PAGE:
So, why are you wearing that towel?
Why disrobed? Down on your knee?
Why touch my feet as a slave?
Why wash me?

Why don’t you speak, live up to the hype?
Do the deeds which brought you fame?
Are we to follow one so derided, disdained?

Defend yourself, why scorn the shame?
Why bear the cursing, take all the blame?
We like our leaders just.

So, you’ll have to do better;
You’ll have to rise higher;
You’ll have to break out
Of this lamb of God game.
You’ll need to make a better name
If we’re to follow you into your dominion;
You may not like it, but that’s our opinion.
There’s just no glory for a lion laid low
Because we like our leaders just so.

© Randall Edwards 2017
This poem is for Christ’s church. If it is helpful, please feel free to copy or reprint in church bulletins, read aloud, or repost. I only ask that an attribution be cited to myself (Randall Edwards) and this blog (backwardmutters.com). Thanks.

Doesn’t Look Like Much

This past Sunday was the first time the church had physically gathered for worship and the Lord’s Supper. It was a morning of expectation, and I sensed deep appreciation among those gathered for the opportunity, and our worship was full of gratitude.

Yet, there was a tinge of sadness. Our numbers were limited to under thirty people. We were socially distanced and masked. We were outside in the morning heat in our picnic shelter and not in the climate controlled building worshipping in the comfort of our sanctuary. The elements of the Lord’s Supper were one of those single, prepackaged, shipped-in-box-of 250 MRE’s. It all, we all, didn’t look like much. Yet, on the other hand, it seemed to be just about perfect.

You may listen to me read the poem via the player below.

It doesn’t look like much, no high altar,
No stained glass; it’s just a picnic shelter:
With a concrete floor and wooden tables.

It may not have looked like much,
But God first spoke, first reached with hands to touch
Us in a village stable.

We don’t look like much, not more than thirty
In our number gathered on a Sunday,
Scattered here to hear of Him who freed us.

They may not have looked like much:
Uncouth, unschooled yet bold in the clutch—
All knew they’d been with Jesus.

This doesn’t look like much, this plastic cup
Of juice, this tasteless bread, on which we sup,
Sealed in cellophane for distribution.

It may not look like much,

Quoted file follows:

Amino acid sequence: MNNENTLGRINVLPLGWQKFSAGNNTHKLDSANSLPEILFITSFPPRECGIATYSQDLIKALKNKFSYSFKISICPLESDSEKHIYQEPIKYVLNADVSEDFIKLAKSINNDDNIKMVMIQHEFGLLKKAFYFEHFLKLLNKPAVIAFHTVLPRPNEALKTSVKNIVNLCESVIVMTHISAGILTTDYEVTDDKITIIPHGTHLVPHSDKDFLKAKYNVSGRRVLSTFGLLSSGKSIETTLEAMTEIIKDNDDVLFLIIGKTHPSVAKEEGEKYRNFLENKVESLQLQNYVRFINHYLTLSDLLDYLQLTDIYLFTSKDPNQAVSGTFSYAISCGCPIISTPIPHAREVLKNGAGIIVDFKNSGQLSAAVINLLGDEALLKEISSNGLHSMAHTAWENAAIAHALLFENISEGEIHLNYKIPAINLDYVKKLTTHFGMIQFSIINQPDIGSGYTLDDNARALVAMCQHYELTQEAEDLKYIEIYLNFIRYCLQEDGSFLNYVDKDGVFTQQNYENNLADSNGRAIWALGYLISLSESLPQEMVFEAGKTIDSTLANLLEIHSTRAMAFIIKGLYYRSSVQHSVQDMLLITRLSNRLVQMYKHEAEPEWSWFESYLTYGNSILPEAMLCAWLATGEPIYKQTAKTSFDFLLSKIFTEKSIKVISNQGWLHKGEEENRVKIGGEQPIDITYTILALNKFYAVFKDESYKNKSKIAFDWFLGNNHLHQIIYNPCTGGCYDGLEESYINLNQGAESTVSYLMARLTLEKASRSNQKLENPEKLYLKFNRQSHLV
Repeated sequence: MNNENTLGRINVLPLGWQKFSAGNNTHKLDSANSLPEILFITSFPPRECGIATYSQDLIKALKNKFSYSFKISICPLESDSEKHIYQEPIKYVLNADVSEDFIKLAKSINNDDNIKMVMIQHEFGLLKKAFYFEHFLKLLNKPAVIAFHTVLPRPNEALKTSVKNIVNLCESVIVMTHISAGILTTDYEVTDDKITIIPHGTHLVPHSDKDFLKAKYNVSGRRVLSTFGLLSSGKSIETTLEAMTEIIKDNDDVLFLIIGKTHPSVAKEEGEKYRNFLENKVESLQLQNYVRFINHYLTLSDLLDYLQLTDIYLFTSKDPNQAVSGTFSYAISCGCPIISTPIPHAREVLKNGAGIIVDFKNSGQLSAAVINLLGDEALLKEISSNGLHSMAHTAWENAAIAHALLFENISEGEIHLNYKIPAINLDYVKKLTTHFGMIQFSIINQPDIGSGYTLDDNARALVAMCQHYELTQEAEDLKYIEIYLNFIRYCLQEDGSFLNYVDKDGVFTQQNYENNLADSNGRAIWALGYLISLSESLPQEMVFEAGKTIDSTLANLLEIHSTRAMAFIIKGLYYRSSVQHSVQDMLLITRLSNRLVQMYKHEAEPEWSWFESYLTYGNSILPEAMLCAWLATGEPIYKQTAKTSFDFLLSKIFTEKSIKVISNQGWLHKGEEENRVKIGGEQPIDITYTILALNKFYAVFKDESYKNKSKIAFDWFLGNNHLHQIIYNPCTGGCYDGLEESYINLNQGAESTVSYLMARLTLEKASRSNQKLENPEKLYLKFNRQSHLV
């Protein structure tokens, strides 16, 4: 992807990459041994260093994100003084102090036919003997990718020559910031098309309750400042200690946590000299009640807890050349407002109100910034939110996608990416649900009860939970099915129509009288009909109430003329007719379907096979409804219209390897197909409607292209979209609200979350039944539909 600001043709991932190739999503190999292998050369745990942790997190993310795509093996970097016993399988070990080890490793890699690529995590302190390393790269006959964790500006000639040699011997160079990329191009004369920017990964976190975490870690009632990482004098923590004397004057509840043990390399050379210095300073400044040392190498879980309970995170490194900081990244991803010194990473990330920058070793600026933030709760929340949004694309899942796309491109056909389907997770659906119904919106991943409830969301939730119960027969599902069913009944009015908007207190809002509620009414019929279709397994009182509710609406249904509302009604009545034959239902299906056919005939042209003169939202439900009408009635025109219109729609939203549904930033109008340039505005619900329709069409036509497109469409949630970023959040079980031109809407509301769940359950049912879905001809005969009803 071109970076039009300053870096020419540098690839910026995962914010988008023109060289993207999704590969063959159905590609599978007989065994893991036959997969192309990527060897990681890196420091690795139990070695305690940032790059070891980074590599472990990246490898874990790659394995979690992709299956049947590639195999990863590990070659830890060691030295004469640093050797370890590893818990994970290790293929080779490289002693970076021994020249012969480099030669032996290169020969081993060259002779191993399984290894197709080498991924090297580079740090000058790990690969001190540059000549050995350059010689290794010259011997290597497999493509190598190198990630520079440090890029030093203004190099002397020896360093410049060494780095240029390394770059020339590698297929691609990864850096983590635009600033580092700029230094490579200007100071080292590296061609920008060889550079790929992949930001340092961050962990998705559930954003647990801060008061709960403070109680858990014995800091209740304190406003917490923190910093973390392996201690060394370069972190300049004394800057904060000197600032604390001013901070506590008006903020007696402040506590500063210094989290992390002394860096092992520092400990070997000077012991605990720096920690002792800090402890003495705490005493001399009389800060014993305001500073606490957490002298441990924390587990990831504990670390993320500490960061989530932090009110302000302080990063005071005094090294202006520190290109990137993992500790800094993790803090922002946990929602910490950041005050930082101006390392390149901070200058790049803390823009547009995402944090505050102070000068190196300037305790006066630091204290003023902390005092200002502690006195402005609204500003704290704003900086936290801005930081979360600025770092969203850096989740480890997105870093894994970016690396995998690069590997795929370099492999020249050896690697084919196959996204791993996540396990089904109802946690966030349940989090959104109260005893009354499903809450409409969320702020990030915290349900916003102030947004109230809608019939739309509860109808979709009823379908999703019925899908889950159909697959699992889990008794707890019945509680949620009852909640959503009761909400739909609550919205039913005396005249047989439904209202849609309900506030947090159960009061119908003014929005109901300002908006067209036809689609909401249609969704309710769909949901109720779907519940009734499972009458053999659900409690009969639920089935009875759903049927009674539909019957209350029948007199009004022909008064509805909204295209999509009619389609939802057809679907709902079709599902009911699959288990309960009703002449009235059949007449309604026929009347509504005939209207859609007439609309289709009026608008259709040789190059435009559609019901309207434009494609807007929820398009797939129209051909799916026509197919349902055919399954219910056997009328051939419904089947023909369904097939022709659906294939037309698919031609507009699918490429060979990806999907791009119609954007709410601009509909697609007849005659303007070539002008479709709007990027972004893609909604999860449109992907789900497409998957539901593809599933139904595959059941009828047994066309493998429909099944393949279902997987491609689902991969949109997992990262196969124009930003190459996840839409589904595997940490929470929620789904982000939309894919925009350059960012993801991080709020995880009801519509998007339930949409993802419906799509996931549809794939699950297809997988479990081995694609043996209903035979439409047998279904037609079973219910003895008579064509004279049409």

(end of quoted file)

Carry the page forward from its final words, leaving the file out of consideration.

But the wicked and proud ne’er fed on such
A feast of absolution.

Yes, it isn’t much, only bread and wine
Bur it’s more than food on which we dine
It speaks pledge through sign, by words unspoken.

It may not look like much,
But here is promise more than enough:
He still loves and is for you, broken.

IMG_5225
© Randall Edwards 2020.
This poem is for Christ’s church. If it is helpful, please feel free to copy or reprint in church bulletins, read aloud, or repost. I only ask that an attribution be cited to myself (Randall Edwards) and this blog (backwardmutters.com)

Psalm 13 an Ordinary Prayer

This is the next installment in my psalms paraphrase project titled, Ordinary Prayer. In Psalm 13, which you may read HERE, David tells a story of personal struggle in which begins with his admission of his experience. It moves on to his cry to the Lord, and it concludes with his full awareness of the Lord’s covenant faithfulness to him which wells up in praise and song.

I wait and wait.
Do you ever think of me?
Will you ever look my way?
I spend the day in my head.
I try and work it out, but worry wears me out
And leaves me sad from morning till night.
How long will haters brag and have the upper hand?

Think of me and speak to me O Lord, my God.
Only you can lift my spirits.
If you don’t, I’ll just lie down and die,
And the haters will stand over me and gloat–
They’ll high five each other because I’ve been dropped.

But I have thrown myself on your strong, certain love;
My heart swells at the news of your salvation.
It swells into song — a song to you
Because you’ve done more for me, than I ever dared hope.

© Randall Edwards 2020. This paraphrase of Psalm 13 is for Christ’s church. If it is helpful, please feel free to copy or reprint in church bulletins, read aloud, or repost. I only ask that an attribution be cited to myself (Randall Edwards) and this blog (backwardmutters.com
Ordinary Prayer